After the lunch, while the screening for the artist was taking place, the tour took a quick spin through the facilities. The filmmakers checked out concept art from "Surf's Up" in the studio lobby then we swung into the production space to check out storyboards and concept art for Sony's next projects "Cloudly with Chance of Meatballs" and "Hotel Transylvania." FX particularly liked the environment designs for "Hotel,' which had a dark, but illuminated color palette. The next stop on the tour was the layout department where the filmmakers had a chance to see Sony's preparatory camera system, which allows the artists to use a real camera to layout shots for animated productions. Because the program of shorts was an hour shorter than last year, the filmmakers didn't have a chance to play the camera this time around. The last stop of the tour was Emud's cubicle. The entire tour crammed into his workspace so he could get a picture of them all.

Emud at his desk.

Many of the Q&A questions were the same from previous screenings. However, one person did ask about funding. For the "Oktapodi" directors, it was part of their tuition at Gobelins. However, music was up to the filmmakers. At first they had made a deal with a professional composer, who said he'd do the work for free, however, they would have had to pay for the instrumentalists. Because they couldn't afford it, a second option had to be used. Emud contacted a music student from his days at UCLA named Kenny Wood, and he agreed to do the music for free. For Konstantin, funding came from the Russian government. Kunio received funding from his studio Robot, which usually produces commercials. His film was their third short.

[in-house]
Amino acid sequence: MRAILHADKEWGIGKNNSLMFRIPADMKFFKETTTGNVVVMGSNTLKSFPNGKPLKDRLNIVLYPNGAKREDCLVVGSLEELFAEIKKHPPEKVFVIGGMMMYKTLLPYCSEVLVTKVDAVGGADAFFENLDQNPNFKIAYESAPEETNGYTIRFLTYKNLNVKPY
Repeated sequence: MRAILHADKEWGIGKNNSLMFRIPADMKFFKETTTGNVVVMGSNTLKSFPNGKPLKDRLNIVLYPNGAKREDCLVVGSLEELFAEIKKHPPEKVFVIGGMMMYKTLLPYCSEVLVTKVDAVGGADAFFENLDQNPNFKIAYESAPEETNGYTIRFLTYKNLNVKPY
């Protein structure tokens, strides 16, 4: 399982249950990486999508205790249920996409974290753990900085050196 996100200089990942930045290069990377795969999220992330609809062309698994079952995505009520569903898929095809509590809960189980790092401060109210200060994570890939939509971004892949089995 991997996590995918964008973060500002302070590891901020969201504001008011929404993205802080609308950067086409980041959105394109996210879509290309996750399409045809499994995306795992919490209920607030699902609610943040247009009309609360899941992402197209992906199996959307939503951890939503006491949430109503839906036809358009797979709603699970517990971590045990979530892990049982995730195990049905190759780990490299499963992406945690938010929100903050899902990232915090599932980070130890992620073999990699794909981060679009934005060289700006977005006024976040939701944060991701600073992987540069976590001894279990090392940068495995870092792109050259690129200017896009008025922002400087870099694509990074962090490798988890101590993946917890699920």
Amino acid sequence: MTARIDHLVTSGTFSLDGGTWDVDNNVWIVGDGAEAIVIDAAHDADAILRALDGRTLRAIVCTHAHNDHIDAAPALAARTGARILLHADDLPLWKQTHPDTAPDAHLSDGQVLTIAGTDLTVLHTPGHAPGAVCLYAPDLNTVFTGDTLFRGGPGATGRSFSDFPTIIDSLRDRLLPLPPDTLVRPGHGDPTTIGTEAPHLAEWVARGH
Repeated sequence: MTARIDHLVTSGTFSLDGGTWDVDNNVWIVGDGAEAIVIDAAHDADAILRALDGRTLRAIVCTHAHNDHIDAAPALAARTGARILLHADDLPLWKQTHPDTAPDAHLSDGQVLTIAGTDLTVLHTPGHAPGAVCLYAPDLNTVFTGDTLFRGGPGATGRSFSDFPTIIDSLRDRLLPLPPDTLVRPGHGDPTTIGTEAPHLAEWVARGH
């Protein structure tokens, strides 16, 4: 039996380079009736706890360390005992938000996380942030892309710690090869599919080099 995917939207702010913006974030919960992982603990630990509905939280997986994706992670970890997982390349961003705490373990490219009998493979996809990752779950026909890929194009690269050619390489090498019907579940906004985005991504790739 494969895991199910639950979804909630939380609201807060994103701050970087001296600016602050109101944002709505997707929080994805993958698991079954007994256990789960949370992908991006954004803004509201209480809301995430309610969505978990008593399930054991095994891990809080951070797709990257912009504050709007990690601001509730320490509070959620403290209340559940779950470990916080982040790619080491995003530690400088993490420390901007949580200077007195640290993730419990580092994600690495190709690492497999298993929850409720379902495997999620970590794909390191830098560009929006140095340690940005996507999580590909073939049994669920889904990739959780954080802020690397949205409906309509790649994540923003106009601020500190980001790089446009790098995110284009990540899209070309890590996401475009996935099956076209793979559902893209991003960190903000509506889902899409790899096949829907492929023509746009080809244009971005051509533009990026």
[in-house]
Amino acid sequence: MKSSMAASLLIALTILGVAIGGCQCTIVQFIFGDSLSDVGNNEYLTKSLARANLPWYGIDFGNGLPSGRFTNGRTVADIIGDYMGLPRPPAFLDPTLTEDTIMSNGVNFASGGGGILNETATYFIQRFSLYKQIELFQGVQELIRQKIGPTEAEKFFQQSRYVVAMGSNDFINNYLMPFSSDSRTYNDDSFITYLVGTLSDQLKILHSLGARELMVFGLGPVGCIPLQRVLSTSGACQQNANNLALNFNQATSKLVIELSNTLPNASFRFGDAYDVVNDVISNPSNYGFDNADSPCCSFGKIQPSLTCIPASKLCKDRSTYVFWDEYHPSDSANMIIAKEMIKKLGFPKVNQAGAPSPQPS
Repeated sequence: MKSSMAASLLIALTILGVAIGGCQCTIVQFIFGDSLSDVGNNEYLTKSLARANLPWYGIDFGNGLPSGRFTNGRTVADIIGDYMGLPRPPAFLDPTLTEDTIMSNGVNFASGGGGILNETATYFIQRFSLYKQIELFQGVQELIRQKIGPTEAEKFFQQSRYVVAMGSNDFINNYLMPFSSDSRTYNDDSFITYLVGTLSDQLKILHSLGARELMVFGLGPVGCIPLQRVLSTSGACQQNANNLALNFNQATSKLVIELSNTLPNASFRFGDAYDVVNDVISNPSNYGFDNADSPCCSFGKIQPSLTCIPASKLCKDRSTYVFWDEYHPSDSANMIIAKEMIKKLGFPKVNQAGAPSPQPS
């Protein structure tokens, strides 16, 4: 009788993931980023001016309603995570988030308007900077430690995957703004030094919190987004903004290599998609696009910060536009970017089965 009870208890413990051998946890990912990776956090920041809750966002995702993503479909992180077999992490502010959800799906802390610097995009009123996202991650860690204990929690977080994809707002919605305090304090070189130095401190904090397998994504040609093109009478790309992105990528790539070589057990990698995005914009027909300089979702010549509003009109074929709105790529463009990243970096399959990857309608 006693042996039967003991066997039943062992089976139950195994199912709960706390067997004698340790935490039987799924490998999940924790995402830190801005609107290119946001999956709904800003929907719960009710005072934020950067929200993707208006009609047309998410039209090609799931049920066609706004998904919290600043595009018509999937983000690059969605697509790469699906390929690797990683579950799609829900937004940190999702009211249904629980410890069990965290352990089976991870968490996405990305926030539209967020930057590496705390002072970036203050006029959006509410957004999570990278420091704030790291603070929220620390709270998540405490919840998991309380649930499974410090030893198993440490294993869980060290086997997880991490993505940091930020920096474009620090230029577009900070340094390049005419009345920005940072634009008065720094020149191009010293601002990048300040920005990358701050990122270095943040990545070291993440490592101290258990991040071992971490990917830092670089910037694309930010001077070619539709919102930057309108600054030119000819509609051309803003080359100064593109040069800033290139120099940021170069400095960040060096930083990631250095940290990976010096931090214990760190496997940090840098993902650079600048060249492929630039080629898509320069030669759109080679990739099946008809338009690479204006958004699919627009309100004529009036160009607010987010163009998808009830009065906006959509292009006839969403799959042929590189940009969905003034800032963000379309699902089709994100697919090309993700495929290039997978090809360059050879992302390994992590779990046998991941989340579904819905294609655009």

Another new question was what was the biggest challenge on the projects. On "Oktapodi," animating the octopi was a tough task, and decisions needed to be made on the number of legs and suction cups in order to get the short done in time. Konstantin joked that his toughest challenge was convincing his producer to make what was originally supposed to be a colorful film in black & white.

In answering the common question of why his film has a French title, Kunio from Japan promised that he'd never name another film of his in French again, so it would save confusion.

New friends Konstantin and Kunio.

After the tour, the filmmakers went their separate ways to rest up before the AWN/Acme Filmworks party at Ron Diamond's abode. Before heading off, Ron gave some help to Taki and Kunio with the Academy on seating logistics at the Oscar ceremony, just in case Kunio wins and needs his interpreter to accompany him on stage. Ron also helped Konstantin contact the Academy about getting better seats for some of his crewmembers who are currently sitting in the balcony.

Kunio asked Olivier if the "Oktapodi" crew had worked on any other projects at school together. At Gobelins, which is three-year program, the students work on individual animation exercises for the first two years. Then in the third year, around December, they are split into groups and must work out how they as a group will make decisions together.

FX and Quentin had a chance to have their portfolios reviewed by Sony recruiting then Emud took his fellow "Oktapodi" directors to see some of the work he had been doing on "G-Force." Bill Kroyer met up with a friend to sneak off and see CG tests for the "Smurfs" film. Instead of shlepping back to Encino from Culver City, Konstantin was happy to join Ron on his shopping stops for the party.